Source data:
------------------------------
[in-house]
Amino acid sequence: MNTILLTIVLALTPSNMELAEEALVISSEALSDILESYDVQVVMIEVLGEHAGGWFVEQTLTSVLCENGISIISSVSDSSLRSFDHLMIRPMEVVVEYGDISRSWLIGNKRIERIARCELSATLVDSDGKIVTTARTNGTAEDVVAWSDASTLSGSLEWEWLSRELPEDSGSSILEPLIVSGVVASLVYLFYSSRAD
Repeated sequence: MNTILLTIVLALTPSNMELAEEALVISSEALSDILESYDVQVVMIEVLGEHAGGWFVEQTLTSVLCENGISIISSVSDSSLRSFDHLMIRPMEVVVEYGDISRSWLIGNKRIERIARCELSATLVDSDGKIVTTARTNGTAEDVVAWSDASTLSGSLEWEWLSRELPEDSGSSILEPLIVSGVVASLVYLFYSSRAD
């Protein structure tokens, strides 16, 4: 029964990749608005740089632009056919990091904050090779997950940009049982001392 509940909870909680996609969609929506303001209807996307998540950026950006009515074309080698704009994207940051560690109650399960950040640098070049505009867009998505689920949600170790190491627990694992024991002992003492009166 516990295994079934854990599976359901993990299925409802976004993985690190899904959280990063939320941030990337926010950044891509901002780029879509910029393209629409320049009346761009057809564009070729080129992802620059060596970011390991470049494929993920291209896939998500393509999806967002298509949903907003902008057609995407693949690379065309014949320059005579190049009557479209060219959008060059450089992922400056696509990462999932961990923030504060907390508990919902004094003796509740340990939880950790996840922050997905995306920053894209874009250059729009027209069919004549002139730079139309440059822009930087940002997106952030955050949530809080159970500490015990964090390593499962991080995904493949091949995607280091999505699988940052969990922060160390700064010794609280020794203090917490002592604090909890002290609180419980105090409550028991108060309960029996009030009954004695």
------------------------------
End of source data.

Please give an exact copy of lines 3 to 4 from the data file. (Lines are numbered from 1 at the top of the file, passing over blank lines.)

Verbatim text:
Repeated sequence: MNTILLTIVLALTPSNMELAEEALVISSEALSDILESYDVQVVMIEVLGEHAGGWFVEQTLTSVLCENGISIISSVSDSSLRSFDHLMIRPMEVVVEYGDISRSWLIGNKRIERIARCELSATLVDSDGKIVTTARTNGTAEDVVAWSDASTLSGSLEWEWLSRELPEDSGSSILEPLIVSGVVASLVYLFYSSRAD
């Protein structure tokens, strides 16, 4: 029964990749608005740089632009056919990091904050090779997950940009049982001392 509940909870909680996609969609929506303001209807996307998540950026950006009515074309080698704009994207940051560690109650399960950040640098070049505009867009998505689920949600170790190491627990694992024991002992003492009166 516990295994079934854990599976359901993990299925409802976004993985690190899904959280990063939320941030990337926010950044891509901002780029879509910029393209629409320049009346761009057809564009070729080129992802620059060596970011390991470049494929993920291209896939998500393509999806967002298509949903907003902008057609995407693949690379065309014949320059005579190049009557479209060219959008060059450089992922400056696509990462999932961990923030504060907390508990919902004094003796509740340990939880950790996840922050997905995306920053894209874009250059729009027209069919004549002139730079139309440059822009930087940002997106952030955050949530809080159970500490015990964090390593499962991080995904493949091949995607280091999505699988940052969990922060160390700064010794609280020794203090917490002592604090909890002290609180419980105090409550028991108060309960029996009030009954004695």